I'm sure we all have some kind of light source handy for emercencies, no matter how simple or inespensive. I dont think I have to tell everyone what to have as you all have your own personal choices. For the purposes of this post, I'll just cover what WE have on hand, and why.
Oil lamps- I love oil lamps. I like the soft glow, I like the scent, and I like the ease of use. Right now we have about 8 of the large regular hurricane lamps, 4 medium sized ones, 2 small ones, plus 3 large, 4 medium, and 3 small railroad style lanterns. Only one of these was paid at full retail; the rest came from yard sales, flea markets, and thrift stores. I have just over a dozen large spare chimneys for each, and about 3 of each for the rest. Each size & style takes its own type of wick, and I have several packages of each. I even have a few broken lamps on hand for parts, and will sometime get spare "guts" from the local Ace hardware or Lehmans to have handy too. As far as lamp oil, right now we have 24 of the 32 oz bottles, and 5 or 6 gallon jugs. Last year I got lucky with a "wanted" ad on cragslist and got 4 cases of the 32 oz bottles for $1 a bottle. Some of it is clear, some colored, and some even scented. I didnt really care about any of that, but for a buck a bottle, I couldnt say no.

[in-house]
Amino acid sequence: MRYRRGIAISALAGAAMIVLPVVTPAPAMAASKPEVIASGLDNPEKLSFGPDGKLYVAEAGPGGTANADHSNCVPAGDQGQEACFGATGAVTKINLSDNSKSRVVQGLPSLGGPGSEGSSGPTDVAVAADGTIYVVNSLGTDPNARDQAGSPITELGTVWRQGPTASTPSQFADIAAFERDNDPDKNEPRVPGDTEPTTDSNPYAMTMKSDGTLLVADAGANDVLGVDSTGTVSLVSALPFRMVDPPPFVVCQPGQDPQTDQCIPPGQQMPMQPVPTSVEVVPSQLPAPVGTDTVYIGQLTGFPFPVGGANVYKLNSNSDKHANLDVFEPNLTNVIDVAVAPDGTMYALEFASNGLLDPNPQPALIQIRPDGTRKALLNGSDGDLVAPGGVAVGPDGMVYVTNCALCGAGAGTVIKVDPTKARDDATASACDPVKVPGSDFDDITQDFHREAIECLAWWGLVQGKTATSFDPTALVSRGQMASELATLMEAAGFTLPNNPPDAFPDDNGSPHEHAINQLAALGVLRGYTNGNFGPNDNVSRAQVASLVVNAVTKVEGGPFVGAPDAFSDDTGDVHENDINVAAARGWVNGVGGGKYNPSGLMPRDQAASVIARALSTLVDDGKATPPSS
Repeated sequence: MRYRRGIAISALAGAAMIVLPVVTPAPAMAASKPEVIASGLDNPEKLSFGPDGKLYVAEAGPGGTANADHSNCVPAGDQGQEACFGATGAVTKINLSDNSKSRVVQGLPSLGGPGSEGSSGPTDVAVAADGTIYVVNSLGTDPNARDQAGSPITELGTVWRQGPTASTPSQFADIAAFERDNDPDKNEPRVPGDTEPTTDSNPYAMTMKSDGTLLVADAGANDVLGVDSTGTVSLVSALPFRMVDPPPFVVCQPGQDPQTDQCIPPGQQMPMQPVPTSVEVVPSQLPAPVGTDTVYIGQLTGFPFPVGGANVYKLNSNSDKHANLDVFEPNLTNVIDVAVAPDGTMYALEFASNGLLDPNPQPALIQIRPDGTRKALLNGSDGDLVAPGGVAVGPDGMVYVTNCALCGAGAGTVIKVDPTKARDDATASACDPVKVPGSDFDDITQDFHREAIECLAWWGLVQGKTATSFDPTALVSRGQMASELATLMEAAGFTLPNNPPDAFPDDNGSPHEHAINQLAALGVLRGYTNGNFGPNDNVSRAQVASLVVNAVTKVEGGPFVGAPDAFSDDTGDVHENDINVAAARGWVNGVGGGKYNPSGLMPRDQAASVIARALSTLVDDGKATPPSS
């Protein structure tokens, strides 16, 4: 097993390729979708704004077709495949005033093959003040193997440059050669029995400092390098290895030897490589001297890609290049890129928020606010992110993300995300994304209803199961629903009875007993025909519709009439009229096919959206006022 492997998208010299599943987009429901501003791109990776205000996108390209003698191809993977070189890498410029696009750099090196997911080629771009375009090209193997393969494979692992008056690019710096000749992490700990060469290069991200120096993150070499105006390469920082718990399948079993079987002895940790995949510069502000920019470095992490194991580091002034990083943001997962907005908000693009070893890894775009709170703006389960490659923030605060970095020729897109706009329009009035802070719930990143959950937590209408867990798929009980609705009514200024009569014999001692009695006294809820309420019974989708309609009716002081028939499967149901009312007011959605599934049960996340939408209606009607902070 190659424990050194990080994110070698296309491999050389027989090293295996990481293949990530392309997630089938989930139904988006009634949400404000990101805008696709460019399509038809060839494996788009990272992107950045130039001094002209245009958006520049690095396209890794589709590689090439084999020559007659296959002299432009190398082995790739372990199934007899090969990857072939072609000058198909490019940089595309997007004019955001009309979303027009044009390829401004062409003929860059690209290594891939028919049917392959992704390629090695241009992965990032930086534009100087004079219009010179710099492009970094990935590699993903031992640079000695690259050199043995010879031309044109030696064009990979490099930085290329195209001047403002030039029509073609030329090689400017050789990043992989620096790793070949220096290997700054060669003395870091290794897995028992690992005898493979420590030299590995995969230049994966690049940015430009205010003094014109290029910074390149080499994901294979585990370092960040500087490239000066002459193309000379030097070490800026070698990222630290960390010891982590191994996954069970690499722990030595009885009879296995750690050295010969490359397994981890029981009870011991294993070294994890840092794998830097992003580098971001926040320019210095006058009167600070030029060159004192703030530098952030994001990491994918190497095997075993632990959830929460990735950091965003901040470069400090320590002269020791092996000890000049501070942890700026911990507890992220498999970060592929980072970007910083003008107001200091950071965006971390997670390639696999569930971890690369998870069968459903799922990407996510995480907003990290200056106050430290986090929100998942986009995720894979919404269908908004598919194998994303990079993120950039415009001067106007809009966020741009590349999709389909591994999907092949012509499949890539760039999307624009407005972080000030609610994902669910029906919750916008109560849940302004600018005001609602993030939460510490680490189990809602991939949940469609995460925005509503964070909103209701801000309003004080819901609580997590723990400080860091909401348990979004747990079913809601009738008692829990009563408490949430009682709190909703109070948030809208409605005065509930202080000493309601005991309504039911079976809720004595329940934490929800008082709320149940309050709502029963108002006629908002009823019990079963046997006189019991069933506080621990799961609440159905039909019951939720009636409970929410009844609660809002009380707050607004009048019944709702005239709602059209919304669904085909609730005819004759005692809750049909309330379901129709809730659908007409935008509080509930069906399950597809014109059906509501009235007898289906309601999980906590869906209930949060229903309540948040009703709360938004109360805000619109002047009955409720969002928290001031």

Coleman lanterns- I have several of these. 3 propane models and 3 white fuel. When it comes to bright light, you just can't beat these things. I have 6 gallons of white fuel and 20 bottles of propane at the moment. I pick up a 2-pack of propane usually once a month or so, and a gallon of fuel usually every-other. I make sure to keep plenty of mantles on hand, as well as strikers and pumps for the gas ones. I only have ONE spare globe, but I plan to get more. I have both flat bases and hanging hooks for them too. A few cheap hangers came via shepards hooks (for hanging plants) via a yard sale. (keep in mind storing extra fuel for these above and beyond what you may store for campstoves, you dont want to run out using one or the other) Since writing this initial article a week ago, my neighbor has given me 2 more lanterns that he couldnt fix.....the propane one just needed a mantle (single style), and the white fuel one needed mantles and a striker.
Candles-The good old standby. We have them all over the house, and a big box of them down here in the emergency room. Lisa makes most of our candles, so we're always dragging home half-burnt ones that people give us. We have somewhere areound 50 lbs of candlewax in a box, and plenty of wick. Lisa uses the molds at times, but prefers hand dipping. I see a lot of candles dirt-cheap at Goodwill all the time, and usually get them when I can. Not long ago I picked up 10 packages of the small "emergency candles" for 2 bucks. Gotta love Goodwill........